He stopped on the threshold of the main lounge, but hardly had he begun to scan the distribution of its scattered human contents, than an abrupt flurry occurred in a distant group. Ada, spurning decorum, was hurrying toward him. Her solitary and precipitate advance consumed in reverse all the years of their separation as she changed from a dark-glittering stranger with the high hair-do in fashion to the pale-armed girl in black who had always belonged to him. At that particular twist of time they happened to be the only people conspicuously erect and active in the huge room, and heads turned and eyes peered when the two met in the middle of it as on a stage; but what should have been, in culmination of her headlong motion, of the ecstasy in her eyes and fiery jewels, a great explosion of voluble love, was marked by incongruous silence; he raised to his unbending lips and kissed her cygneous hand, and then they stood still, staring at each other, he playing with coins in his trouser pockets under his "humped" jacket, she fingering her necklace, each reflecting, as it were, the uncertain light to which all that radiance of mutual welcome had catastrophically decreased. She was more Ada than ever, but a dash of new elegancy had been added to her shy, wild charm. Her still blacker hair was drawn back and up into a glossy chignon, and the Lucette line of her exposed neck, slender and straight, came as a heartrending surprise. He was trying to form a succinct sentence (to warn her about the device he planned for securing a rendevous), but she interrupted his throat clearing with a muttered injunction: Sbrit' usi! (that mustache must go) and turned away to lead him to the far corner from which she had taken so many years to reach him.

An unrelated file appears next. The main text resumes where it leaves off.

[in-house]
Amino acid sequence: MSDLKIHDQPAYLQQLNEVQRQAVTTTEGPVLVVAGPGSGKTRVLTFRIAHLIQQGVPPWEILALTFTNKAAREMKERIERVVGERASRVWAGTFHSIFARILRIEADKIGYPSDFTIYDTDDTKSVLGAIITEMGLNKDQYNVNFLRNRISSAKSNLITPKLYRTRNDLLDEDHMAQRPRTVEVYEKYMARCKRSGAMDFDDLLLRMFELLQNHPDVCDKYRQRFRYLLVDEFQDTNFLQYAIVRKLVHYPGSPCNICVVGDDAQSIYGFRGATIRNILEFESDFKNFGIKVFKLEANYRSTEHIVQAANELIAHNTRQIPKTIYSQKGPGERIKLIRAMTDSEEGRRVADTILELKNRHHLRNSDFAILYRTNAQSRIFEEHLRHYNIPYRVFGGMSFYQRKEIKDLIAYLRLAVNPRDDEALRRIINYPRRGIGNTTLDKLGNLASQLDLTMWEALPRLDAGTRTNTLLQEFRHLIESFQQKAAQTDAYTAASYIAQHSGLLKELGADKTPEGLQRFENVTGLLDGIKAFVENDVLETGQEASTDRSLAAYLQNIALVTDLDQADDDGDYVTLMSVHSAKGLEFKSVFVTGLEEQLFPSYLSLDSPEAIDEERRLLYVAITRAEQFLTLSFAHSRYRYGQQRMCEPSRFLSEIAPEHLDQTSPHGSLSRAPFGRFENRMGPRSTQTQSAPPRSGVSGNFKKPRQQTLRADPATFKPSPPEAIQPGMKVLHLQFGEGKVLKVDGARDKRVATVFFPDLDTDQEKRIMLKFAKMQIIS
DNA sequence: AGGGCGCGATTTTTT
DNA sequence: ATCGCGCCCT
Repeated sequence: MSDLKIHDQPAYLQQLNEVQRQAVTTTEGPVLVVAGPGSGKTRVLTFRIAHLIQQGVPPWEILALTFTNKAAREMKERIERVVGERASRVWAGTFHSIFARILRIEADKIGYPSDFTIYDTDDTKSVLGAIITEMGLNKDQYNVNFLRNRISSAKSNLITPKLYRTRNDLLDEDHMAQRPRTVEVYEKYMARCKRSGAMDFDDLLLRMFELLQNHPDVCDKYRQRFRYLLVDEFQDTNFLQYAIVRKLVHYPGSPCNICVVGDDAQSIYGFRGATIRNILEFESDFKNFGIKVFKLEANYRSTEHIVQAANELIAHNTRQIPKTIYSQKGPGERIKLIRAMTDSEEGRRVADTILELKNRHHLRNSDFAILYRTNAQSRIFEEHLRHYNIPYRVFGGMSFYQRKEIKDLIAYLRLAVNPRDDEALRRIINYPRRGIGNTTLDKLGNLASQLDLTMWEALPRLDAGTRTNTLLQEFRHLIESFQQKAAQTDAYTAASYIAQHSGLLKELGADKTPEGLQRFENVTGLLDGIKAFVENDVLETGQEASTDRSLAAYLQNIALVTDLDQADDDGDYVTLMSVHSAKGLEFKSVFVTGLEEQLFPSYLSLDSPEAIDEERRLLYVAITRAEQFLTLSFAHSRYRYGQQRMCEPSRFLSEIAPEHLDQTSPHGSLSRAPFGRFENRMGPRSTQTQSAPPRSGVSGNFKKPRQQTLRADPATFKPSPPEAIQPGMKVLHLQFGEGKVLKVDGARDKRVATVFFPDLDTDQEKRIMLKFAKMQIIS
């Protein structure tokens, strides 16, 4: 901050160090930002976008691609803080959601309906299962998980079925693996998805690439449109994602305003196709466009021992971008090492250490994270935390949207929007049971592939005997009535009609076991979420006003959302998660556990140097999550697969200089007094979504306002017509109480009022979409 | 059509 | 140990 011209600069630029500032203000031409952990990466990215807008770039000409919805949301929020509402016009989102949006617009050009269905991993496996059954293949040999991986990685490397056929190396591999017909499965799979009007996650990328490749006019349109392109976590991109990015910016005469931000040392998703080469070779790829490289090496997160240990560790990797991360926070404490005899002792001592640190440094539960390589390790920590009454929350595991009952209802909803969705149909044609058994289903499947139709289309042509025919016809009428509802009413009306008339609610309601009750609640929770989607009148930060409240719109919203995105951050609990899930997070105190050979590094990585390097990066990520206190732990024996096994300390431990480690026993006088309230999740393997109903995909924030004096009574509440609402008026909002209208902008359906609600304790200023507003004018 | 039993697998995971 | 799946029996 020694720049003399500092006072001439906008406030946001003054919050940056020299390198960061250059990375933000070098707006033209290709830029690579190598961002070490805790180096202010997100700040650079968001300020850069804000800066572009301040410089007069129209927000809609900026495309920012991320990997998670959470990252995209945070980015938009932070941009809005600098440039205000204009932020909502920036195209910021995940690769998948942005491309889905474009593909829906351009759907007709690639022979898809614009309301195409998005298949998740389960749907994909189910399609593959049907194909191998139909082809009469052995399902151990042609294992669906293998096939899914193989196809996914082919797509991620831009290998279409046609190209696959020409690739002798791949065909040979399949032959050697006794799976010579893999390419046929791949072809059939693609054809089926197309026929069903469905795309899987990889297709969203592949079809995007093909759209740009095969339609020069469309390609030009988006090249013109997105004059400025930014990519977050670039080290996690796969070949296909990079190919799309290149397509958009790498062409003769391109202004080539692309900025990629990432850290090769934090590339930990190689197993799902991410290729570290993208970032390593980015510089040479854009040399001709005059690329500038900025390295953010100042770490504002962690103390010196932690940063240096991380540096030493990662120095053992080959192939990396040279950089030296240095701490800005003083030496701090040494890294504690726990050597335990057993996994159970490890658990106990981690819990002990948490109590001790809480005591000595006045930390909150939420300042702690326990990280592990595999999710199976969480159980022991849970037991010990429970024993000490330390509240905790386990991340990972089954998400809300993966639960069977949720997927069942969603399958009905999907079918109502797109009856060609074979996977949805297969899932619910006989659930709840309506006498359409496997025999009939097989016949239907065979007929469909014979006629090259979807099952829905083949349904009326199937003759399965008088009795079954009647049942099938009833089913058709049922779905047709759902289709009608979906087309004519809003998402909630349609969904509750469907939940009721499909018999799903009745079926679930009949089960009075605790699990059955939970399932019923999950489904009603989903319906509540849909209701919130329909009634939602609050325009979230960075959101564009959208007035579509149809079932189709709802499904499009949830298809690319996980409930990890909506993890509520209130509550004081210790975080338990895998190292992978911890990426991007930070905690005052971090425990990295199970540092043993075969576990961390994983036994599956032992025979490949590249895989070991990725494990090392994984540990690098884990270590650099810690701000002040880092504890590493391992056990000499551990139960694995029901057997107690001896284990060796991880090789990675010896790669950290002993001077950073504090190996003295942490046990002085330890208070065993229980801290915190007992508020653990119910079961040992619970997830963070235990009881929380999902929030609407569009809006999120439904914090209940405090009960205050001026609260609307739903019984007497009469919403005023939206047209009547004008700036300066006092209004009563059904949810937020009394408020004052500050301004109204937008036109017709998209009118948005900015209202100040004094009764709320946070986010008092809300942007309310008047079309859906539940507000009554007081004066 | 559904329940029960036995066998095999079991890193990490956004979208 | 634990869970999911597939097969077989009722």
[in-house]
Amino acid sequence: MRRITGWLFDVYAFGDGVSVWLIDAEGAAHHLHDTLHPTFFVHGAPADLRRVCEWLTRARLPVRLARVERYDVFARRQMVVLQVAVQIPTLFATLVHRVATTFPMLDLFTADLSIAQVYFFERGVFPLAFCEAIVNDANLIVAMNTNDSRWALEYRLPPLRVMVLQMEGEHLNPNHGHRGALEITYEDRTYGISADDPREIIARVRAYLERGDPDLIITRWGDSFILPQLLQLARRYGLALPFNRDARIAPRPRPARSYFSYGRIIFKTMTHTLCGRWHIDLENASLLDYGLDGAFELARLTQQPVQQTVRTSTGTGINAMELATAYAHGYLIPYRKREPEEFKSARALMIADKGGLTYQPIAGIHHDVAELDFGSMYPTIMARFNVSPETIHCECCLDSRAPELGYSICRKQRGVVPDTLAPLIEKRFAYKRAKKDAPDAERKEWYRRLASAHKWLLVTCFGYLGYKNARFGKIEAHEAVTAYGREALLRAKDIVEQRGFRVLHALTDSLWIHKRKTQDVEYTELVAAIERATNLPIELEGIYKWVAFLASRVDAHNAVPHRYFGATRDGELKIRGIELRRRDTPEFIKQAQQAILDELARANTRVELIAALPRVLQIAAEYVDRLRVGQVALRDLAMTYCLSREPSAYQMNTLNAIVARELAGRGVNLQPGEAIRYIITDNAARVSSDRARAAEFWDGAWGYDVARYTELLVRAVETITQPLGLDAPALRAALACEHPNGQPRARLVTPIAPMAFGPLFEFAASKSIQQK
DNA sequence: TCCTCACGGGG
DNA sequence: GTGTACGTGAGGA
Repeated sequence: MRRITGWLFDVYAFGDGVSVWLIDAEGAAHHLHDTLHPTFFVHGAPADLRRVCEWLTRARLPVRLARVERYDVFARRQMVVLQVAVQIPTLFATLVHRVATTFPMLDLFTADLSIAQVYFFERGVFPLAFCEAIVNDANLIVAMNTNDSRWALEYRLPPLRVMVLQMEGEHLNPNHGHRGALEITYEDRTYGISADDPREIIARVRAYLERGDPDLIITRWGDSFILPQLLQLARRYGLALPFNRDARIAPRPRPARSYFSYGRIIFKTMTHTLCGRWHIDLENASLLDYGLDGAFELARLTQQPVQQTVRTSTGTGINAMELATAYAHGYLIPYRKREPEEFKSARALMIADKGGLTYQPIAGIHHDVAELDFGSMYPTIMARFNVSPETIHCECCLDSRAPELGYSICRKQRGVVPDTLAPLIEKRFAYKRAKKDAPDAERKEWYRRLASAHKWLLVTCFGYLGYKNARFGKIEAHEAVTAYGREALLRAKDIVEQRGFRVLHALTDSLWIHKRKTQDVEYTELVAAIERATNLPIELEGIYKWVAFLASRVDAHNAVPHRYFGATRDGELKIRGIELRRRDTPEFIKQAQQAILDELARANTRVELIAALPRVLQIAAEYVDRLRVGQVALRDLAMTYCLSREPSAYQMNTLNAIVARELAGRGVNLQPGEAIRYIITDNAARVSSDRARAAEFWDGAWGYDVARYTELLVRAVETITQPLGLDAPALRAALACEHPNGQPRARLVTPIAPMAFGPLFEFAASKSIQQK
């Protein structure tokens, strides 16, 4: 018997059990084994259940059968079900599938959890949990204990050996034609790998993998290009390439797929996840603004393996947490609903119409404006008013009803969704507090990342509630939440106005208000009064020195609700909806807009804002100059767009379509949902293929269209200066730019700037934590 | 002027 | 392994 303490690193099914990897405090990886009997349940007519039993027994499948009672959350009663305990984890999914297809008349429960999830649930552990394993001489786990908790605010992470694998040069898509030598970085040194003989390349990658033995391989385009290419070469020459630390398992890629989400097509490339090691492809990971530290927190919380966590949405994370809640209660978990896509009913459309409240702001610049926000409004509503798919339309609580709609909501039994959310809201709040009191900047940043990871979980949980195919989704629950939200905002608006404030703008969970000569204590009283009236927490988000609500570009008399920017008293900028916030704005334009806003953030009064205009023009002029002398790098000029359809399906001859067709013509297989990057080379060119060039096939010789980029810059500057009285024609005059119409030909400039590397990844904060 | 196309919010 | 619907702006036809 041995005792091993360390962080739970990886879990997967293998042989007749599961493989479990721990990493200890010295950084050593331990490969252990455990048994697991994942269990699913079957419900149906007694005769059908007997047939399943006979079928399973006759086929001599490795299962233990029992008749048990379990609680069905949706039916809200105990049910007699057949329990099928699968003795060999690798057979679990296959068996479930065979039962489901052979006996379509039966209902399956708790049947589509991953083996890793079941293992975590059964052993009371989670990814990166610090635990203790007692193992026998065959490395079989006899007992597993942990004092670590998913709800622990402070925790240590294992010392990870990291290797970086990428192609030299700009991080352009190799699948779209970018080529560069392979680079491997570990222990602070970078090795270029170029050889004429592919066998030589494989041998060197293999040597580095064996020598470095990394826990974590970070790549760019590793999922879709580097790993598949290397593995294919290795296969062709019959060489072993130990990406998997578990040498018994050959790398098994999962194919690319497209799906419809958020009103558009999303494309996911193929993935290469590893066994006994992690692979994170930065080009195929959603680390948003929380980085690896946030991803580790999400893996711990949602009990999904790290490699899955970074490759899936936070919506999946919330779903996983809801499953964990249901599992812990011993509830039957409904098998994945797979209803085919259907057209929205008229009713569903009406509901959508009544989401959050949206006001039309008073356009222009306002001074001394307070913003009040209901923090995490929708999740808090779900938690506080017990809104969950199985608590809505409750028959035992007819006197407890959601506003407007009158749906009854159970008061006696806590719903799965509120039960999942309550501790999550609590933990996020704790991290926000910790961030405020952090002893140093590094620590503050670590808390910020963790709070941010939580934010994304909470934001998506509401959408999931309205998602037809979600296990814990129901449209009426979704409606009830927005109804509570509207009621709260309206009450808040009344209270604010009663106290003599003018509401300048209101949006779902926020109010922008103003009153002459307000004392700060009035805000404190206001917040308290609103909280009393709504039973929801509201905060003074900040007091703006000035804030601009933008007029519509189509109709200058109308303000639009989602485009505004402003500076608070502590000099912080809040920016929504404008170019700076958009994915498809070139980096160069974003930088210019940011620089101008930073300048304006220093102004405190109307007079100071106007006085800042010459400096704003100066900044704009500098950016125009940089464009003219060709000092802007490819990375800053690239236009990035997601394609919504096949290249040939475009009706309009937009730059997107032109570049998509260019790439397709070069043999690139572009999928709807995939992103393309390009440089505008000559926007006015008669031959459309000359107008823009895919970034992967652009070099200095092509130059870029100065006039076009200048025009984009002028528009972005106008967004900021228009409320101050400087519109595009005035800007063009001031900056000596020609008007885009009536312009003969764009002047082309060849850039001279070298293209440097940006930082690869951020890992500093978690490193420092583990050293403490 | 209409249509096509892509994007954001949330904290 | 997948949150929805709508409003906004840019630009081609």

- Vladimir Nabokov
Ada or Ardor: A Family Chronicle